print(encoded_sample)
print('We have switched axis 1 and 2, the representation is now on columns.')
Encoded sample
[[[0 0 1]
  [0 0 0]
  [1 1 0]
  [1 0 1]
  [0 1 0]
  [0 1 0]
  [1 0 1]
  [1 1 0]]

 [[1 1 1]
  [0 1 1]
  [1 0 1]
  [0 1 0]
  [0 0 0]
  [0 0 1]
  [0 0 0]
  [1 0 0]]]
We have switched axis 1 and 2, the representation is now on columns.
  • we select the bit representation or a part of it by slicing
# slicing does nothing if self.starting_bit=0 and n_bits=bitwidth of input - like in this case
encoded_sample = encoded_sample[:, encoder.starting_bit:encoder.n_bits + encoder.starting_bit, :]
print(encoded_sample)
[[[0 0 1]
  [0 0 0]
  [1 1 0]
  [1 0 1]
  [0 1 0]
  [0 1 0]
  [1 0 1]
  [1 1 0]]

 [[1 1 1]
  [0 1 1]
  [1 0 1]
  [0 1 0]
  [0 0 0]
  [0 0 1]
  [0 0 0]
  [1 0 0]]]
  • we reshape the encoded sample to [n_samples * n_bits, n_features]

In the end we get a representation were the columns are concatenated n_bits representation of each feature of the samples.

# the encoded sample is then reshaped to [n_samples * n_bits, n_features]
reshaped_encoded_sample = encoded_sample.reshape((n_samples * encoder.n_bits, n_features))
print('Reshaped encoded shape: {}'.format(reshaped_encoded_sample.shape))
print('Encoded sample:')
print(reshaped_encoded_sample)
print('Each column is the concatenation of separate columns of the previous cell')
Reshaped encoded shape: (16, 3)
Encoded sample:
[[0 0 1]
 [0 0 0]
 [1 1 0]
 [1 0 1]
 [0 1 0]
 [0 1 0]
 [1 0 1]
 [1 1 0]
 [1 1 1]
 [0 1 1]
 [1 0 1]
 [0 1 0]
 [0 0 0]
 [0 0 1]
 [0 0 0]
 [1 0 0]]
Each column is the concatenation of separate columns of the previous cell

Decoding

decoding

alt text

decoder = base.MixingBitPlanDecoder(decoding_decay=2)
decoder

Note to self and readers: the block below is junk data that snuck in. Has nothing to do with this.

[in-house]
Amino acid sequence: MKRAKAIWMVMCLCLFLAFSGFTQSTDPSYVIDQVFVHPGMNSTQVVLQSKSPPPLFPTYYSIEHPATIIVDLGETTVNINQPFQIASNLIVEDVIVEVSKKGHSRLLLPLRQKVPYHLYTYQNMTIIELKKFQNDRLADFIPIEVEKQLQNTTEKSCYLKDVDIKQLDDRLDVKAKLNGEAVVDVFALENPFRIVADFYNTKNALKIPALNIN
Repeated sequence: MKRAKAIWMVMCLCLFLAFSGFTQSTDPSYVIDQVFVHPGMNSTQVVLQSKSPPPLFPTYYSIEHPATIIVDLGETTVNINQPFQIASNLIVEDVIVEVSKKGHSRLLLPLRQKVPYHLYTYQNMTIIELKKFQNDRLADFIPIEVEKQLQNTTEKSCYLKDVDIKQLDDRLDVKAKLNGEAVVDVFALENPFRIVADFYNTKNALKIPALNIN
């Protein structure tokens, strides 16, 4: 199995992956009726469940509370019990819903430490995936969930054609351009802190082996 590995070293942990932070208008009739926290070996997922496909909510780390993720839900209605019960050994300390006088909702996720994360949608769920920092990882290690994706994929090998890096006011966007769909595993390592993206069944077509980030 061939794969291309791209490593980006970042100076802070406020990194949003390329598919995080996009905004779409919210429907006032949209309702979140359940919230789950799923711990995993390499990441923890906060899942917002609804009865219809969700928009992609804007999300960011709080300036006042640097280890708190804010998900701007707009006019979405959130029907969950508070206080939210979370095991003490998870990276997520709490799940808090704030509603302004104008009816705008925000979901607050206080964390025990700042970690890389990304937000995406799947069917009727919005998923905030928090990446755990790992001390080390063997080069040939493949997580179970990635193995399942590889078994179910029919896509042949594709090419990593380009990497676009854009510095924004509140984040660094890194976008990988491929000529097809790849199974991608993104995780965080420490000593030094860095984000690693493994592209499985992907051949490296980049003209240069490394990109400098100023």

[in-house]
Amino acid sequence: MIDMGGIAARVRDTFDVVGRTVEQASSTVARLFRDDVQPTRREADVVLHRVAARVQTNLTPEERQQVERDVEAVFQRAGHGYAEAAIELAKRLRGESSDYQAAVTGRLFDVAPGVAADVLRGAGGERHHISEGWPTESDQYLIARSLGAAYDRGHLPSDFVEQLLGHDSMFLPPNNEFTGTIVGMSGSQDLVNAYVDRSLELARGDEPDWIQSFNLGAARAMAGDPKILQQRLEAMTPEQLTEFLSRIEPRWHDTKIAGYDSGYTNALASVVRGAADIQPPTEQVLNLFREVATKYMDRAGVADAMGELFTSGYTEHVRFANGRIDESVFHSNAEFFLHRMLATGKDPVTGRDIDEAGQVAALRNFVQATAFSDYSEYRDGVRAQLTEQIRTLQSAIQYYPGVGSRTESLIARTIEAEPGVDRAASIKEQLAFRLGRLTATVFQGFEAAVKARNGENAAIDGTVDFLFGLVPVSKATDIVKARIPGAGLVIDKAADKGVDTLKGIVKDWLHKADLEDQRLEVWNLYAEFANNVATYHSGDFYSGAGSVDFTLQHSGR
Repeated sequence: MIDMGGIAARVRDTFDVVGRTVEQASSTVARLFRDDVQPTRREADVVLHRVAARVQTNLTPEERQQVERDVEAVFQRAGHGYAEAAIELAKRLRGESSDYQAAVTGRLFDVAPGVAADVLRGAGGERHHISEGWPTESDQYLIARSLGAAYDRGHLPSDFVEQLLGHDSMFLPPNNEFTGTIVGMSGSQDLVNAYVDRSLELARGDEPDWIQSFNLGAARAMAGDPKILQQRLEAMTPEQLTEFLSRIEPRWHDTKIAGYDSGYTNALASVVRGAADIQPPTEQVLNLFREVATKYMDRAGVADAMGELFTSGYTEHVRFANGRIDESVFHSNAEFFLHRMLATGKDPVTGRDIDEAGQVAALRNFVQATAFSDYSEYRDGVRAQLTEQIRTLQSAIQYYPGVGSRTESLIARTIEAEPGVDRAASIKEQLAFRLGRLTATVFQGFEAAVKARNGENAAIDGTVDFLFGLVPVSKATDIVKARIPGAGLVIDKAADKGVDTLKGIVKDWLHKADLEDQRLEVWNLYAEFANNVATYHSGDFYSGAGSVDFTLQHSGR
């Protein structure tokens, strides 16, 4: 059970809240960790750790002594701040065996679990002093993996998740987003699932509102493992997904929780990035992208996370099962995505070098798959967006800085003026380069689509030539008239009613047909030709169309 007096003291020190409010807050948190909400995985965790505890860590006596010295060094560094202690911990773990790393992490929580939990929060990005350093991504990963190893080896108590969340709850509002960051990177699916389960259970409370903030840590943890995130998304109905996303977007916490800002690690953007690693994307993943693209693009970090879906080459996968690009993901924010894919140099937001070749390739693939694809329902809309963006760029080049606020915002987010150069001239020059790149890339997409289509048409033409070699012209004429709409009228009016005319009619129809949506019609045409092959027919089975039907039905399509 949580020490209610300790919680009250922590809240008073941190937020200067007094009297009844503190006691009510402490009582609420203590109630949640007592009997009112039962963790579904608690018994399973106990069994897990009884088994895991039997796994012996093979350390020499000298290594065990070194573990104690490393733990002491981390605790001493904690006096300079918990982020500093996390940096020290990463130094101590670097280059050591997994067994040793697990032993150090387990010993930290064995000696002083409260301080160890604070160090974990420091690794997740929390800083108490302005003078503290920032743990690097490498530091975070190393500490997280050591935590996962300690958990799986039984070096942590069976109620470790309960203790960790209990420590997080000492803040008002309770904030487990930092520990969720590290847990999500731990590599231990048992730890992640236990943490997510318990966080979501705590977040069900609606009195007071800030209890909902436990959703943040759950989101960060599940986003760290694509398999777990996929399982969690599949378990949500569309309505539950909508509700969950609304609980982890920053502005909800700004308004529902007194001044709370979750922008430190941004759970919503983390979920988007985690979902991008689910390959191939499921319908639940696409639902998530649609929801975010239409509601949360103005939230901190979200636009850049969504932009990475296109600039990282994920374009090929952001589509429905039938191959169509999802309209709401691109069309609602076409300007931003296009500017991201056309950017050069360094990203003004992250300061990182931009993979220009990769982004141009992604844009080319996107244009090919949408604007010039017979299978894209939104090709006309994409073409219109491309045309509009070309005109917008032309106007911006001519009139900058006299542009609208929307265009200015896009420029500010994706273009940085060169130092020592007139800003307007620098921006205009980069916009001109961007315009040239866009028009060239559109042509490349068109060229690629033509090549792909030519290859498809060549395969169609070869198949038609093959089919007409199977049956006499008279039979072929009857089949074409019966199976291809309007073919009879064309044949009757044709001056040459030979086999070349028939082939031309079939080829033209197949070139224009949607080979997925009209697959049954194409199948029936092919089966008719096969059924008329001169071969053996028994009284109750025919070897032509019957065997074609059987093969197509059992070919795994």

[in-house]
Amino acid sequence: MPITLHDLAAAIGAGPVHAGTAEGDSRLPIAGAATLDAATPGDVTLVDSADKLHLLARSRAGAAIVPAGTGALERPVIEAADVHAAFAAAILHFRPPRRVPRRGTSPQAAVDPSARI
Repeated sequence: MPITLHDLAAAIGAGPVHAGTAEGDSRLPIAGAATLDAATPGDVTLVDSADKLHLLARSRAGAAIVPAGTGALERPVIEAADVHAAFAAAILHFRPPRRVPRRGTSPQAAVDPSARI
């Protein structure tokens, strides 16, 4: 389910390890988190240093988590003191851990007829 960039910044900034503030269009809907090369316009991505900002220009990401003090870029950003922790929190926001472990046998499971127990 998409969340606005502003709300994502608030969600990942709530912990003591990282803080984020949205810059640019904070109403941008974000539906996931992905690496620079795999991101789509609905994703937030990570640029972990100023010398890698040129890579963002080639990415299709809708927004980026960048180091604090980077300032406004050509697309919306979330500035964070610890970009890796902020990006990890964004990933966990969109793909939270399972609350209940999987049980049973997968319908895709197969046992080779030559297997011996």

MixingBitPlanDecoder(decoding_decay=2, n_bits=8)

Note that here we set decoding_decay\(=2\), but when using the OPU, where the random features are in \([0, 255]\), you need to use \(0.5\).

decoded_sample = decoder.transform(reshaped_encoded_sample)

print('The decoded sample returns to the original shape {} [n_samples, n_features].'.format(decoded_sample.shape))
print(decoded_sample)
The decoded sample returns to the original shape (2, 3) [n_samples, n_features].
[[ 204.  180.   73.]
 [ 133.   11.   39.]]

This is what happens in the transform method:

  • we compute what was the original shape of the data

Note

n_bits must be set to the same value used for the encoder, otherwise an error is raised.

# compute the original shape of the data
n_out, n_features = reshaped_encoded_sample.shape
n_dim_0 = n_out // decoder.n_bits
  • we reshape the array to 3D [n_samples, n_bits, n_features]
# the data are reshaped in 3D [n_samples, n_bits, n_features]
reshaped_encoded_sample = np.reshape(reshaped_encoded_sample, (n_dim_0, decoder.n_bits, n_features))
  • we build an array with decaying factors using:
\[\mbox{DecayFactor}(i) = \left (2\right )^{-i}\]
  • we multiply the encoded sample with the decay factors along the bit dimension
# a decay_factors array is built, that weights the importance of every bit in the
# product on the second line
decay_factors = np.reshape(decoder.decoding_decay ** np.arange(decoder.n_bits), (1, decoder.n_bits, 1))
decayed_sample = reshaped_encoded_sample * decay_factors
  • we sum over the bit axis
decoded_sample = np.sum(decayed_sample, axis=1)
decoded_sample
array([[204, 180,  73],
       [133,  11,  39]])

Optional arguments

The parameters n_bits and starting_bits defaults can be changed. This is useful if you notice that certain bitplanes are just noise and you want to throw them away.